It might be an age thing. “Anticipation” first reminds me of the Carole King song and then of the ketchup commercial. But I think anticipation is one of the greatest feelings human beings are privileged to enjoy. You don’t want to confuse anticipation with expectation. Expectation is the worst thing you can do to yourself. Expectation almost always involves demanding that other people behave in a certain way, but of course you have no control over how other people will ever react, with which speed, with which vehemence, etc.
Anticipation on the other hand is the feeling of butterflies zooming around in your stomach when you’re really looking forward to something, and you’re scared, and you can’t wait, and you wonder what you’ve gotten yourself into, and you have serious doubts about whether you are qualified, and you wonder whether you have any right to take up the time of this advanced group, and then your ambition gets the better of you, and you want to show what you can do, and you’re back to really, really looking forward to the chance.
In this sense I am really, really looking forward to both the Inetbib Conference in Berlin this March and to the Print On Demand Workshop in Lincoln City, Oregon this May. In each case, based on previous experiences, I know I will be surrounded by energetic yet kindly people who know so much more than I do. With any luck they will be able to teach me some of what they know. I can’t wait.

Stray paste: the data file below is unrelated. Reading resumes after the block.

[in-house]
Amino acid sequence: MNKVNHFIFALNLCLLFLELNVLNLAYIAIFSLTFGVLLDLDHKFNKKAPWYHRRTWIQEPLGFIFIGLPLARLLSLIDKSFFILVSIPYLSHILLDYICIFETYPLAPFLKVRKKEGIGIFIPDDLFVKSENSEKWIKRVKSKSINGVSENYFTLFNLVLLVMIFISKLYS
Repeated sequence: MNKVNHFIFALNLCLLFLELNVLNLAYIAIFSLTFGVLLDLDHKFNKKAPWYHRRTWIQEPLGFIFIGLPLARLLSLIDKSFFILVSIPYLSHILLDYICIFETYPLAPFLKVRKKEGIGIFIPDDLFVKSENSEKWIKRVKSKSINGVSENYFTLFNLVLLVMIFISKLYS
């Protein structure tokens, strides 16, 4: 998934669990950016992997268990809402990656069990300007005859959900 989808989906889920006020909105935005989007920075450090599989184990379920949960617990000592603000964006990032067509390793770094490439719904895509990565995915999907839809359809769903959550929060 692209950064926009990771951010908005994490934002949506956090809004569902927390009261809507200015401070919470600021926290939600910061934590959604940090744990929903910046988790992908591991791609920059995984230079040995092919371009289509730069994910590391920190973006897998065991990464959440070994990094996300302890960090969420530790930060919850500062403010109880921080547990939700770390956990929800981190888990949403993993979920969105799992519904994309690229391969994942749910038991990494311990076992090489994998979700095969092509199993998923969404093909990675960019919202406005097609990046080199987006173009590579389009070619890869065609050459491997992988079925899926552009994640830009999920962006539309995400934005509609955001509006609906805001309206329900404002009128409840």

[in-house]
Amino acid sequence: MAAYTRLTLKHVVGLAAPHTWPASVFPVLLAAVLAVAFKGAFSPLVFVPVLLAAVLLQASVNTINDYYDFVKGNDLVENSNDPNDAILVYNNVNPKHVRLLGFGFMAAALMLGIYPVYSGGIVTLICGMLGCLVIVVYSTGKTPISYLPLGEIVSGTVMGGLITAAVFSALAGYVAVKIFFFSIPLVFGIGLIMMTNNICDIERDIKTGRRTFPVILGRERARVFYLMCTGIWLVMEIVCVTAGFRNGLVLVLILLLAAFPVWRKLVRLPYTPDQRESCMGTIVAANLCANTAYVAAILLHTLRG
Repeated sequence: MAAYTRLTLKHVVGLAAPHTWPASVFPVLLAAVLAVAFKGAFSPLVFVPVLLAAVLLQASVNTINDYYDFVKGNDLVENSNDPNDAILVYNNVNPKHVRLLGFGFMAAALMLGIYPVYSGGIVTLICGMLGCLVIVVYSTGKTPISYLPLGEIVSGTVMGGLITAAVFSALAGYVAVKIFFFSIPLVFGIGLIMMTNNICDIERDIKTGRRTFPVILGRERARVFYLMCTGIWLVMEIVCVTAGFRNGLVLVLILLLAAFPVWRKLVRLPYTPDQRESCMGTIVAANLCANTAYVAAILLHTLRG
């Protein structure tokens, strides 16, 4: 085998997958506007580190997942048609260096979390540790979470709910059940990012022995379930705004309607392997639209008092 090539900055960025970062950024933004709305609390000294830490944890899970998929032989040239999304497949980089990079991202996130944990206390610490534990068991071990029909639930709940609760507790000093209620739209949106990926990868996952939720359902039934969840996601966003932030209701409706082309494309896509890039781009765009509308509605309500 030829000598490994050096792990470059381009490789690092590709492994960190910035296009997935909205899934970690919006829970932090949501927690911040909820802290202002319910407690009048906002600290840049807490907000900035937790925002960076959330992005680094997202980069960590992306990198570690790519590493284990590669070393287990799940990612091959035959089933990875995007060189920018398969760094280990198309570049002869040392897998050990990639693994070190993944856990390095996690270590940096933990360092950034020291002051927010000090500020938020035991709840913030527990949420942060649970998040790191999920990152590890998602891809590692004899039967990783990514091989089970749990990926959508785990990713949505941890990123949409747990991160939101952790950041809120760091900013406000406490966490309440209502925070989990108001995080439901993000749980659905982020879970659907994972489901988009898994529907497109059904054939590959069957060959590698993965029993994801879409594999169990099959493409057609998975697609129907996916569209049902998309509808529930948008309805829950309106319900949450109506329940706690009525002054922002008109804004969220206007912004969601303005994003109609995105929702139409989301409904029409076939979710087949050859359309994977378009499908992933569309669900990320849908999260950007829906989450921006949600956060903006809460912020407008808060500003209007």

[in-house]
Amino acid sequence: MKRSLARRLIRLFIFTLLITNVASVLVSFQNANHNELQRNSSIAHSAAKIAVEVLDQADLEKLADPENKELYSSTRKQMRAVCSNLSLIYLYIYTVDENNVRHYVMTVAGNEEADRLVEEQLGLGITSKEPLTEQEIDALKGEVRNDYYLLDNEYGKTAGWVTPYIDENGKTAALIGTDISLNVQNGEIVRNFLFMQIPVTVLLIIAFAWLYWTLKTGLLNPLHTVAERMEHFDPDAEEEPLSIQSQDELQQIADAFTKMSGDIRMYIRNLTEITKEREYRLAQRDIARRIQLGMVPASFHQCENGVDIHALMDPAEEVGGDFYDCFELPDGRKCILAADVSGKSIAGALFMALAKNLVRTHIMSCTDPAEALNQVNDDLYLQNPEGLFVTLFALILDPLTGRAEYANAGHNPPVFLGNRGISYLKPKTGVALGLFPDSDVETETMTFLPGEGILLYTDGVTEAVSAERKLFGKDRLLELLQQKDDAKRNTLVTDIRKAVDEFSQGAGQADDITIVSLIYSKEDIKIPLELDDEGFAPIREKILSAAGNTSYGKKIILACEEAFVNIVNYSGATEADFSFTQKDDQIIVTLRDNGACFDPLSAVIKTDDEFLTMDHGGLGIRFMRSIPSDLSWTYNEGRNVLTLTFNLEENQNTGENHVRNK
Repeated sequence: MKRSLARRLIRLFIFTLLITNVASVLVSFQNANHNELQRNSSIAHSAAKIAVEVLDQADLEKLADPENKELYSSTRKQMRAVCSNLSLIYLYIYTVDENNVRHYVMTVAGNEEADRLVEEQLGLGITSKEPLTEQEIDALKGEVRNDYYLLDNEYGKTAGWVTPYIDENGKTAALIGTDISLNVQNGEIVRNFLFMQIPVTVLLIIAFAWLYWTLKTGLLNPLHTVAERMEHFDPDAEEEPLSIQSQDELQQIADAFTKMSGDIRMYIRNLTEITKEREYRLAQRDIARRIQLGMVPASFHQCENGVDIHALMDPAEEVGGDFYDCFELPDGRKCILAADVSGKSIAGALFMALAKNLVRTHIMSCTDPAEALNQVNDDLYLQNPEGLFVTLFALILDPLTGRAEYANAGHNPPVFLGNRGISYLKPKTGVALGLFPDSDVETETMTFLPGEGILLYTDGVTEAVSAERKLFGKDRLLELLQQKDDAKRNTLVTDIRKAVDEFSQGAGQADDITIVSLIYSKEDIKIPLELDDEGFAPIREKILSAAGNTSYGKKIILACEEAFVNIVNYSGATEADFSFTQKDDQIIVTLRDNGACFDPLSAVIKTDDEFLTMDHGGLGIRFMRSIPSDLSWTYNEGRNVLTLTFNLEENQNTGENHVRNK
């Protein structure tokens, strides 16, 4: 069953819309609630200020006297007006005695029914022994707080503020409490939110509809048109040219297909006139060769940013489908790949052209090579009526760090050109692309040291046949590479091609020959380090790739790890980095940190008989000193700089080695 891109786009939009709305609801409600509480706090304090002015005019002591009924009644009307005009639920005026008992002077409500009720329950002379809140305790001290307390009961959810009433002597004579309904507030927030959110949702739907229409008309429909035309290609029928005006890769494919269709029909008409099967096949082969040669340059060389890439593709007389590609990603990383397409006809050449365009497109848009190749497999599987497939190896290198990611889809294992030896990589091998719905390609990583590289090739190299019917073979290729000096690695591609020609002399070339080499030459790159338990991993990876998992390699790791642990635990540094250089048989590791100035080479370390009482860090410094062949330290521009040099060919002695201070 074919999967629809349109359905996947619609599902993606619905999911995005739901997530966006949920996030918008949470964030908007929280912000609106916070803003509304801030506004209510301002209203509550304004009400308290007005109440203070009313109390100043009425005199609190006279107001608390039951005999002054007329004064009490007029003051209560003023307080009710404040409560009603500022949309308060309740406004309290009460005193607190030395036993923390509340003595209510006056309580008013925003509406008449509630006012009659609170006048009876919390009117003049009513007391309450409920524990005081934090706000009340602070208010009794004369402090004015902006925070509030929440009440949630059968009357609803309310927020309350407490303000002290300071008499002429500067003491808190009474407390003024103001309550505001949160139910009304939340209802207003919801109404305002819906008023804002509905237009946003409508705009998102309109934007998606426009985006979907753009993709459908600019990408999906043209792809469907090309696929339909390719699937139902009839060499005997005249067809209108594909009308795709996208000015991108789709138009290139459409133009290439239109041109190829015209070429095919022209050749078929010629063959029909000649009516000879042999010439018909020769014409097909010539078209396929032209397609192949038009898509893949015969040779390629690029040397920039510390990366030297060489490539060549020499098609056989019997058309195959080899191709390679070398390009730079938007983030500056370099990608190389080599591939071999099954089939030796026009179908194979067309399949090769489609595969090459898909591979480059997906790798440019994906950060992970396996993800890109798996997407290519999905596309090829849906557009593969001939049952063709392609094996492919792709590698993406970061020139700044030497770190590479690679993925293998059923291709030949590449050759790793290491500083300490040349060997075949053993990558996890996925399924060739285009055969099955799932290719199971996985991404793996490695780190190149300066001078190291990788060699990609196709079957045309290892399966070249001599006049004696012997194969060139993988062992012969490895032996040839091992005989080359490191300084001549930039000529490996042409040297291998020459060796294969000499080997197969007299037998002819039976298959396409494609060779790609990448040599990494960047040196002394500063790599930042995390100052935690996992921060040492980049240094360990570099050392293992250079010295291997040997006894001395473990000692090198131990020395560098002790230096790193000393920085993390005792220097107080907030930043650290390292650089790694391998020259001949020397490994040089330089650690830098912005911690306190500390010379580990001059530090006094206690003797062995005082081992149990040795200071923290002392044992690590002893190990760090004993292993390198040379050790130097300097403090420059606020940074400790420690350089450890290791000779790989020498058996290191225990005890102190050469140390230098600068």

There are more and more abstracts available online for the talks at the Inetbib, but of course I haven’t been able to squirrel away the time to read them. There’s been too much to do at my library, and I keep making time-consuming promises that I later regret. But it’s a long train ride to Berlin, and I’ll be able to read them then. I hope I show up at the conference not entirely ignorant.
There is less I can do to prepare for the POD workshop in Oregon. I know pretty much nothing about producing a book for print, and have one major handicap – that I will blog about later.